My perception of you is that you were the exact opposite of that. You wanted to know exactly what this was going to do to your body. You also wanted to know what you could do, as you mentioned, to make everything more tolerable or more acceptable. You go out and explore beyond what information or tools I have in my toolkit and then bring that back to our discussions. I think it’s important, when you’re a part of a treatment team, as a patient, that you have trust and you have a relationship with your team. That team extends beyond the physician. It extends to the nurses and the nurse practitioners and physician assistants and the nurses in the infusion centers who are administering the treatment. If you can’t have an open dialogue about what’s happening to you, we probably can’t help you as well as we could.

Again, I will highlight that you’re very good at expressing what you’re experiencing — not only the symptoms but also the duration and the severity, because it is a spectrum. I generally know what the side effects of the chemotherapy are because I do it a lot. Each patient’s experience is a bit different in terms of the intensity and whether or not you have all of the symptoms or just some of them. So, I would advocate for someone like you to be very vocal and open with your oncologist. We can react and help you. We tinkered around with things along the way. We’ve made some dose adjustments to try to minimize some of the toxicities. We do scans midway through treatment to gauge how well the treatment is going. Do we need to dose modify for toxicity? Do we need to add in additional nausea medicine to get you through it? Although I don’t minimize the complexities and the difficulties of tolerating chemotherapy, I would say that you’ve done very well at approaching this and being a part of the treatment discussions and decisions.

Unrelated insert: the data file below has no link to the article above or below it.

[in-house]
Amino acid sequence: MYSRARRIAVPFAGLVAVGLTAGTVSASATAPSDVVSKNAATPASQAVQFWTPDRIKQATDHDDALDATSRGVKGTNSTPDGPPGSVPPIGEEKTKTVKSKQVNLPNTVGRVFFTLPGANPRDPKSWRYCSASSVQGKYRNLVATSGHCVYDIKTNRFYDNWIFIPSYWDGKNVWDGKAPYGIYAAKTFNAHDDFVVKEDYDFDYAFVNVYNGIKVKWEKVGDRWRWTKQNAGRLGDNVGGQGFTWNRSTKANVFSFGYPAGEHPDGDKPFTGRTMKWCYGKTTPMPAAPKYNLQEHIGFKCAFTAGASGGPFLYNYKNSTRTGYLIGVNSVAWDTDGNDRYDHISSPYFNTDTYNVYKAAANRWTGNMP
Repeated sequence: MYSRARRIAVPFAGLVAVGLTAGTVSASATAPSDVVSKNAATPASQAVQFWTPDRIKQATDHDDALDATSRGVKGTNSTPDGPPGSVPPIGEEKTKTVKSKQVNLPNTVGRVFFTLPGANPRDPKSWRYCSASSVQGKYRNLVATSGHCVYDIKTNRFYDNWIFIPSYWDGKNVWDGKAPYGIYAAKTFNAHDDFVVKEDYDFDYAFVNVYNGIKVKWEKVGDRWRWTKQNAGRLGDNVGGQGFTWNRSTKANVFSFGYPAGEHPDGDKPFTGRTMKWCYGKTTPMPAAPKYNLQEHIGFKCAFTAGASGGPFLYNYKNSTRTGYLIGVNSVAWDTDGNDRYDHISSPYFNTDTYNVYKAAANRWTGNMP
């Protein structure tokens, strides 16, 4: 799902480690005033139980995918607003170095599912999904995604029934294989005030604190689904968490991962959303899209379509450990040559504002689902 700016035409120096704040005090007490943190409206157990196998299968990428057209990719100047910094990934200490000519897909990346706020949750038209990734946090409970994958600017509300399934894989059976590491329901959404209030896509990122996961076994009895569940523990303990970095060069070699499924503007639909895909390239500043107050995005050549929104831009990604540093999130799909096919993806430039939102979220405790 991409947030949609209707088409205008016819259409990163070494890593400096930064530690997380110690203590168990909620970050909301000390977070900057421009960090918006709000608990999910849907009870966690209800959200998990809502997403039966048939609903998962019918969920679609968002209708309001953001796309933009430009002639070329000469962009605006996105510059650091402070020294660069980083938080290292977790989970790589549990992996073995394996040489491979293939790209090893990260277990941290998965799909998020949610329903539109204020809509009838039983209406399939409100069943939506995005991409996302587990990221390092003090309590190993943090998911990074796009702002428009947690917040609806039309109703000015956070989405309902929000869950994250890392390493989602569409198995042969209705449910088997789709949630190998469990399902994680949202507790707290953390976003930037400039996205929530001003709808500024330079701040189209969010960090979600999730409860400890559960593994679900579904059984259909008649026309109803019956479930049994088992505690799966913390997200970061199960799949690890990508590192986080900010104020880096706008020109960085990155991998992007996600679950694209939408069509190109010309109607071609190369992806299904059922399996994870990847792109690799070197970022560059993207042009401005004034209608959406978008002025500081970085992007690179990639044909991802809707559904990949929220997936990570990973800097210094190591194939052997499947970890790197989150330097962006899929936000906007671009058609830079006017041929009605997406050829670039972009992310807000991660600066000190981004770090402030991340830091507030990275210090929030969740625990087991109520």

Whitney Neighbors: I agree with that. Once you sort of know that you have to do something, you sort of check that box off. You decide how you are going to get through it. That’s one of the things that I did. I sought out different resources for myself. I wanted to see what I could do outside of medicine to help my body heal from the side effects. I looked at changing my diet and researched nutrition and mental well-being. I talked to you about meditation and things like that — things that don’t necessarily come through my IV but ones that I can put in my body and in my mind to help me heal. You have to do the chemotherapy. You have to attack the disease. Chemotherapy has side effects, and you have to manage them. I just wanted to put myself in the best position to be a survivor and to tolerate these side effects and recover. When we were finished with the treatment course, I wanted to try to get as back to normal with my life as I could. I wanted to put my body in the best position that I could, separate and apart from treatment.

Transcript Edited for Clarity